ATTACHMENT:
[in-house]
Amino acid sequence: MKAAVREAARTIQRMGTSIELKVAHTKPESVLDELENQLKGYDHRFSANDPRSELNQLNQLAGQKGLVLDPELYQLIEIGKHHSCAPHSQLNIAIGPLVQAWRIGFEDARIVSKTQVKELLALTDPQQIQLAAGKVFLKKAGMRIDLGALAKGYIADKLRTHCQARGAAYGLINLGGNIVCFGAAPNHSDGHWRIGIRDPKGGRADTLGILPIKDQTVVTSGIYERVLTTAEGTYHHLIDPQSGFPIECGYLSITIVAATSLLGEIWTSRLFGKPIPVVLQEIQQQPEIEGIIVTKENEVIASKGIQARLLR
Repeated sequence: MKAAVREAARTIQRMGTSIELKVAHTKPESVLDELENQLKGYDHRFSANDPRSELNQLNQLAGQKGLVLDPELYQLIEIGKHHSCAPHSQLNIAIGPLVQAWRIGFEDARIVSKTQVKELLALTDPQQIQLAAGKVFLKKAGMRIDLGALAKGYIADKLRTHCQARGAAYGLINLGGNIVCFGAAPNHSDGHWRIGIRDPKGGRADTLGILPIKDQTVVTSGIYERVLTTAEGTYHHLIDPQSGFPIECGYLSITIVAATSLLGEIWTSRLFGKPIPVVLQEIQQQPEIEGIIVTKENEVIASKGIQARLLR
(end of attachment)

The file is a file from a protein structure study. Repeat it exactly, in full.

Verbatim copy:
[in-house]
Amino acid sequence: MKAAVREAARTIQRMGTSIELKVAHTKPESVLDELENQLKGYDHRFSANDPRSELNQLNQLAGQKGLVLDPELYQLIEIGKHHSCAPHSQLNIAIGPLVQAWRIGFEDARIVSKTQVKELLALTDPQQIQLAAGKVFLKKAGMRIDLGALAKGYIADKLRTHCQARGAAYGLINLGGNIVCFGAAPNHSDGHWRIGIRDPKGGRADTLGILPIKDQTVVTSGIYERVLTTAEGTYHHLIDPQSGFPIECGYLSITIVAATSLLGEIWTSRLFGKPIPVVLQEIQQQPEIEGIIVTKENEVIASKGIQARLLR
Repeated sequence: MKAAVREAARTIQRMGTSIELKVAHTKPESVLDELENQLKGYDHRFSANDPRSELNQLNQLAGQKGLVLDPELYQLIEIGKHHSCAPHSQLNIAIGPLVQAWRIGFEDARIVSKTQVKELLALTDPQQIQLAAGKVFLKKAGMRIDLGALAKGYIADKLRTHCQARGAAYGLINLGGNIVCFGAAPNHSDGHWRIGIRDPKGGRADTLGILPIKDQTVVTSGIYERVLTTAEGTYHHLIDPQSGFPIECGYLSITIVAATSLLGEIWTSRLFGKPIPVVLQEIQQQPEIEGIIVTKENEVIASKGIQARLLR